The outing to the Stockton Airborne Express (which was harder to find than a Christian Coalition member in a gay bar, by the way) really lifted my spirits. The package arrived with all eight babies alive and in good condition. The breeder is Kathy Love, who literally wrote the book
on corn snakes. She has a wonderful website called Cornutopia
. If you like snakes at all, don't miss it!
My corn snakes won't get their full adult colors for awhile, so I am just starting to see what the babies will look like. Hints of orange are peeking through here and there. I can tell where the white will be on the (so-far) very pale albinos. All of them are nearly twice the size of Bijou, my yearling Louisiana milksnake. In a few months they'll surpass Bayou. The three Okeetees almost equal him in length already.
I have to leave them alone for three days, which is very hard. They're so cute with their little bandit masks and flickering tongues. They remind me a bit of our local gopher snakes, only not nearly as robust. They're almost as streamlined as my kingsnakes at this early stage. Their tails are much longer in proportion to their bodies than those of the familiar local gopher snakes.
The breeder has a special agreement with the airlines about transporting live snakes, but doesn't want to alarm local Airborne Express employees. When asked a direct question, I have a very hard time lying, but I didn't want to renege on an agreement with the seller.
"What's in here?" asked the Airborne Express rep. She looked young and impressionable. The air holes were conspicuous. It probably didn't help that warnings were posted all over the box to keep it cool and out of direct sunlight. In one corner were the mystical words: "8 Elaphe guttata
." That's the scientific nomenclature for corn snakes. Elaphe guttata! What a wonderful phrase. Elaphe guttata! Ain't no passing craze!
I looked at the box for clues on how best to lie my way through this. "Um...these are perishable...er, supplies."
OK, in a way that's true. The snakes are perishable. And they are supplies for my someday breeding colony. In the meantime, they'll make great pets...once they're over the stress of the move.
Can you imagine what the little buggers went through? Who knows how many planes they were loaded onto? When they arrived, they arrived pissed. I had to make sure they were OK, so I opened the lids to their little containers. Each one greeted me with a rattling tail. You'd rattle your tail, too, if someone had just air-mailed you across the country. During the inspection, the head would invariable poke out, the tongue would flicker, and a few times I received a nip for my troubles.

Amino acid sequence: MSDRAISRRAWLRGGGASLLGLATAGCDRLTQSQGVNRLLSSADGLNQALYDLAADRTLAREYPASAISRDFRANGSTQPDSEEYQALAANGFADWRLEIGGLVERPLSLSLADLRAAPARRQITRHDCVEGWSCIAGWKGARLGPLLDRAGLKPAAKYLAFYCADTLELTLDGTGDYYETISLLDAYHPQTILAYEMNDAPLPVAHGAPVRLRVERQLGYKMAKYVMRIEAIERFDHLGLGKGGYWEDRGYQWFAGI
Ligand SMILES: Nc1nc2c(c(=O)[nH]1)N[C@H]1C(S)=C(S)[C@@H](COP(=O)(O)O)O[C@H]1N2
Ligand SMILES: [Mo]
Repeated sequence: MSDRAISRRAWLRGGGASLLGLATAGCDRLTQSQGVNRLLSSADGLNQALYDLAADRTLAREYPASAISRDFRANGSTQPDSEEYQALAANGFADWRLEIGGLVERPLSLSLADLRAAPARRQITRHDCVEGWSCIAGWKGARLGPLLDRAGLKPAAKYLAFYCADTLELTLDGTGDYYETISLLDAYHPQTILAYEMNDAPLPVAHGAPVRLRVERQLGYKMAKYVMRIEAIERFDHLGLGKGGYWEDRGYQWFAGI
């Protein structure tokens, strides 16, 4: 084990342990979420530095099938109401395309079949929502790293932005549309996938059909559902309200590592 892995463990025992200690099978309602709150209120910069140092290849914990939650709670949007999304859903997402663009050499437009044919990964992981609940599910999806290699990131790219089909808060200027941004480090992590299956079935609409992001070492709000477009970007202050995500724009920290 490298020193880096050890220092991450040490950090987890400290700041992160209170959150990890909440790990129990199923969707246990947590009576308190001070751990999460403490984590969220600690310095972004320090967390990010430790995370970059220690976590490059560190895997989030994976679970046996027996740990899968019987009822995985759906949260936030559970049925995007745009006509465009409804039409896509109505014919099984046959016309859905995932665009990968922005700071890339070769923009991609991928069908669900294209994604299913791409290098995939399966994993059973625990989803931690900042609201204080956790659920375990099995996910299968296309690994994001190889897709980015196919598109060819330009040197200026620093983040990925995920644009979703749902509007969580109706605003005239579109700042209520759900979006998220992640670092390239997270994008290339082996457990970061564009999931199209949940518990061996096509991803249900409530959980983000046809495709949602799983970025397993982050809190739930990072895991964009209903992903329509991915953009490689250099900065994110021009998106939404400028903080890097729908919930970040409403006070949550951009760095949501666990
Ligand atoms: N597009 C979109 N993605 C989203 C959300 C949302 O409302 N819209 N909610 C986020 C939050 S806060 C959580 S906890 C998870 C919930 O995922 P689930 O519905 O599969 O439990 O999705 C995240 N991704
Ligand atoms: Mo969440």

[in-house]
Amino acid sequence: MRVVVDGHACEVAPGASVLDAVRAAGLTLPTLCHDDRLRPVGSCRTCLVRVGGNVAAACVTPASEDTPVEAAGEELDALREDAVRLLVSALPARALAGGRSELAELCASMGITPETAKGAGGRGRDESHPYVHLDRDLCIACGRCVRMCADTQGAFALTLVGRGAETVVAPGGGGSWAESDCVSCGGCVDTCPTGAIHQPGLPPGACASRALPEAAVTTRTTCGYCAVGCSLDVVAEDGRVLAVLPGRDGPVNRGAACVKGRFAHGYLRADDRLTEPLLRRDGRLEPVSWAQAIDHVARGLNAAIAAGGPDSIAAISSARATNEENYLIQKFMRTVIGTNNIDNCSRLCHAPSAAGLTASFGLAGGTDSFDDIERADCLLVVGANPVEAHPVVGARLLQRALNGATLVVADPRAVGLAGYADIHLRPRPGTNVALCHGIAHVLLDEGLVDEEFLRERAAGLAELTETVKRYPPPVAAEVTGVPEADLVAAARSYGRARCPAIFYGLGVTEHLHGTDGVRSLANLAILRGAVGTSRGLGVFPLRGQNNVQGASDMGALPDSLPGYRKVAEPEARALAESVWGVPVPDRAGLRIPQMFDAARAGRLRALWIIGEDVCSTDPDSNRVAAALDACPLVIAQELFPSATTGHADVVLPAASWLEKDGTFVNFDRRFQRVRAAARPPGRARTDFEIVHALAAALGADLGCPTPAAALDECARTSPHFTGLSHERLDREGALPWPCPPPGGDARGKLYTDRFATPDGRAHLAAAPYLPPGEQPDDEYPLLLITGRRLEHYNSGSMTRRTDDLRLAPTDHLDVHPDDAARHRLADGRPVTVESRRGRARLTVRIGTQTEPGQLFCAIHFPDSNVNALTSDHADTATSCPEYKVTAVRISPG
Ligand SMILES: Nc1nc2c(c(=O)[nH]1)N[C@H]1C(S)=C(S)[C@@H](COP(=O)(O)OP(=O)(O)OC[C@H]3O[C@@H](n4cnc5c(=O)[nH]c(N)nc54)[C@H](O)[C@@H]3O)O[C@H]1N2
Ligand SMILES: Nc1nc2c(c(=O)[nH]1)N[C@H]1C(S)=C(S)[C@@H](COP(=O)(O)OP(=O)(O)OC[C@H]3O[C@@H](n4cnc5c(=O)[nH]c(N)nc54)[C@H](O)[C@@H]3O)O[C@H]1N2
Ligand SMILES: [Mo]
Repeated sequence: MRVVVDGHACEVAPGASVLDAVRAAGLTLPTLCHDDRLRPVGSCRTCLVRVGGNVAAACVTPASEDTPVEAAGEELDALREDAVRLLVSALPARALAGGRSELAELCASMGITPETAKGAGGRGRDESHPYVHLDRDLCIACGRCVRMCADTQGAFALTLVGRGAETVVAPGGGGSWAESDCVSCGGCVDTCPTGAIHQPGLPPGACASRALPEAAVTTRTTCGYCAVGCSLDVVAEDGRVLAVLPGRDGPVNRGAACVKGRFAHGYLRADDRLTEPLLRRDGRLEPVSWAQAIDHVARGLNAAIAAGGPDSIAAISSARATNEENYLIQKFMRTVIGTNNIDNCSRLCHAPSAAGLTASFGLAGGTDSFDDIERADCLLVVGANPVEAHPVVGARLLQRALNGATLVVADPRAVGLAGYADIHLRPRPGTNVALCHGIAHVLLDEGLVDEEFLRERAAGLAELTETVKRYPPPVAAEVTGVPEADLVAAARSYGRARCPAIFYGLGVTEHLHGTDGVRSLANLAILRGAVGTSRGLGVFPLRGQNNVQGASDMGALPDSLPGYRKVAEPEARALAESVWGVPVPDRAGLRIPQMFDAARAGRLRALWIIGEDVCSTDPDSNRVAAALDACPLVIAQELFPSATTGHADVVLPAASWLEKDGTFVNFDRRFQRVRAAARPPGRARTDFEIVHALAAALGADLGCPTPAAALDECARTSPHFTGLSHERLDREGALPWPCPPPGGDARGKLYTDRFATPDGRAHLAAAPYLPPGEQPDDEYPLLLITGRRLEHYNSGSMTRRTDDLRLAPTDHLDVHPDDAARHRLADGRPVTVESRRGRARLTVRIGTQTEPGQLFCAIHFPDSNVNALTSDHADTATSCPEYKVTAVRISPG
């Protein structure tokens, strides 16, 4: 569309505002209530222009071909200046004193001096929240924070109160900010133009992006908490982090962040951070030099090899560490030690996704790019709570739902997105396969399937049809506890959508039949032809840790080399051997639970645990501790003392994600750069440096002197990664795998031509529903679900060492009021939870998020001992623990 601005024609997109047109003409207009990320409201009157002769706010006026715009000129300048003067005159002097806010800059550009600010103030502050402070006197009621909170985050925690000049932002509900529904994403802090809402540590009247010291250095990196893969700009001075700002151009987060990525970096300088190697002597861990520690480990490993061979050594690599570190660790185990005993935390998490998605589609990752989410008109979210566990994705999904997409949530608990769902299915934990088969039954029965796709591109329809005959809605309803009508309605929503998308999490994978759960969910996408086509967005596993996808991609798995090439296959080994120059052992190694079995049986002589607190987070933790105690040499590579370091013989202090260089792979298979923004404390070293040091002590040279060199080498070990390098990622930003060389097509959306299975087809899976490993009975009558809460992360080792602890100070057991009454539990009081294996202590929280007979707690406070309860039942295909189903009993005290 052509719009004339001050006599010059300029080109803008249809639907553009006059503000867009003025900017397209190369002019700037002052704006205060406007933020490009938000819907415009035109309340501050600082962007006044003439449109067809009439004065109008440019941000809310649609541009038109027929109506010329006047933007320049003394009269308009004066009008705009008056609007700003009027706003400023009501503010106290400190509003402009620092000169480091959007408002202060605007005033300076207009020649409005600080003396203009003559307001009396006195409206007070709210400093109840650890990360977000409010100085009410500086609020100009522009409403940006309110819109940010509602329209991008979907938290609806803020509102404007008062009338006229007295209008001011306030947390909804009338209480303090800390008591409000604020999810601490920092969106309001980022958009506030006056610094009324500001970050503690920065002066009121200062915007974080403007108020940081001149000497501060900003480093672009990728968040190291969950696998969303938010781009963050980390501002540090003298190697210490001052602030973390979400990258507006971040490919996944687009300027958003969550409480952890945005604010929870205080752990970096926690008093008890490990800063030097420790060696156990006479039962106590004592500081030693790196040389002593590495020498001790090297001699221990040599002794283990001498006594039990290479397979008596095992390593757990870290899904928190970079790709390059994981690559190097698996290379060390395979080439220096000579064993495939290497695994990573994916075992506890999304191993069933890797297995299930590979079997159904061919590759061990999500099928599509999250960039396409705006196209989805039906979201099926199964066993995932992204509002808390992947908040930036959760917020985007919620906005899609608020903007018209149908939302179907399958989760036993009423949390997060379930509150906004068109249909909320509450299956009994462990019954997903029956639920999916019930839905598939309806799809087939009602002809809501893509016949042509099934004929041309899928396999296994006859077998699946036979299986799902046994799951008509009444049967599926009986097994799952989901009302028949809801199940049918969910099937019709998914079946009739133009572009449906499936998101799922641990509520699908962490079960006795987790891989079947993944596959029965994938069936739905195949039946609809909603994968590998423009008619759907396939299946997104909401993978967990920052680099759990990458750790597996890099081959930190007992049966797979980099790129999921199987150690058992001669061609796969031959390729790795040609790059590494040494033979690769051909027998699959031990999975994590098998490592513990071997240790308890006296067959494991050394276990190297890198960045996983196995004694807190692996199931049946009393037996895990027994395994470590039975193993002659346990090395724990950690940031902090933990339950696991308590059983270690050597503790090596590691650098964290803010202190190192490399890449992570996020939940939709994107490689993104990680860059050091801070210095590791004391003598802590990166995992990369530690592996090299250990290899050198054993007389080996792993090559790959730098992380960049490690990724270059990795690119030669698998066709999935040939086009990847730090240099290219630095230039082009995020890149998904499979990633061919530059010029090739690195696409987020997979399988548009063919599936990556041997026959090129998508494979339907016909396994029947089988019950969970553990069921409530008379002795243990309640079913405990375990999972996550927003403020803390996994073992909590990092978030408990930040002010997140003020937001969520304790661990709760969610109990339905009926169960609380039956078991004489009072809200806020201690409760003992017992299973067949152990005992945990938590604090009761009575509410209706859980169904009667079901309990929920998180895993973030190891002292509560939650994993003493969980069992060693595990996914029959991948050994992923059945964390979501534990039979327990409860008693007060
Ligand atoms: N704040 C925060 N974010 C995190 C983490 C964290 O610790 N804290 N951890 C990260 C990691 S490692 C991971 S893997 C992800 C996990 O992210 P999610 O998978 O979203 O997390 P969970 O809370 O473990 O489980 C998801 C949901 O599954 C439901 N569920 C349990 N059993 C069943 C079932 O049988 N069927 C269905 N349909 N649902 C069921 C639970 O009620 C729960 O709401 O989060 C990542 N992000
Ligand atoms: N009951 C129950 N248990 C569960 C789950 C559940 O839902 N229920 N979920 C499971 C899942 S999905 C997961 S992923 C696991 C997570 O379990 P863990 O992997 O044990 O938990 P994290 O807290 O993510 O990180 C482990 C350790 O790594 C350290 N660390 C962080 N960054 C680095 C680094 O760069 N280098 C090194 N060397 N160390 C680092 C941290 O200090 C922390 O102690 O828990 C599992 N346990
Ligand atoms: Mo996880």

"Well, they're definitely alive," I remarked.
I'm the only person I know who thinks a pissed-off baby snake is cute. I smiled at each tail rattle and laughed at each bite. Of course, I didn't want to stress them more than was necessary, but I had to admire an animal that let it be known it wasn't happy...to a creature thousands of times its size! That takes chutzpah!
Once home, I tucked them safely into their terrariums. I will only look, not touch, for three days, then try a feeding. After that, I still won't bother them much for awhile. They've undergone a very
traumatic experience. They don't need extra stress. But it's going go be HARD to leave them alone.
Did I mention they are very cute?
One thing I'm learning is that reptiles do everything slowly. I knew that already: head knowledge. But I'm also learning that they adapt to new environments more slowly than warm-blooded animals. It took my female kingsnake six weeks!!! She still isn't completely comfortable with her surroundings.
Because the corns are young, they should settle in a bit more rapidly, but I bet it takes at least two to three weeks.
(Note: I've renamed my Arizona Mt. Kingsnakes to Aragorn and Arwen. The other names were bothering me for some reason.)
Now comes the hard part.
I need names. Lots of names. Eight names for eight corn snakes.
I have one male and two female Okeetees. I have one male and two female albino (reverse) Okeetees.
Originally, I was supposed to get a pair of hypos or rosies, but they refused to eat frozen / thawed mice and I really don't like to feed live if I can help it. (Call me a wimp if you want to. I can feed live. I just prefer not to if it can be helped.)
So I got a male crimson and a female hypo with ghost heritage.
Did I mention I need names? Eight of them?
It would also be nice to get some ideas on how to play around with the crimson and the hypo. Both are hypomelanistic and the hypo has a primo ghost corn for a father, so she's het for type A anerythrism, too.
I really know very little about mixing and matching. Breeding them together would give me hypos for sure, but what color blotches? Very interesting.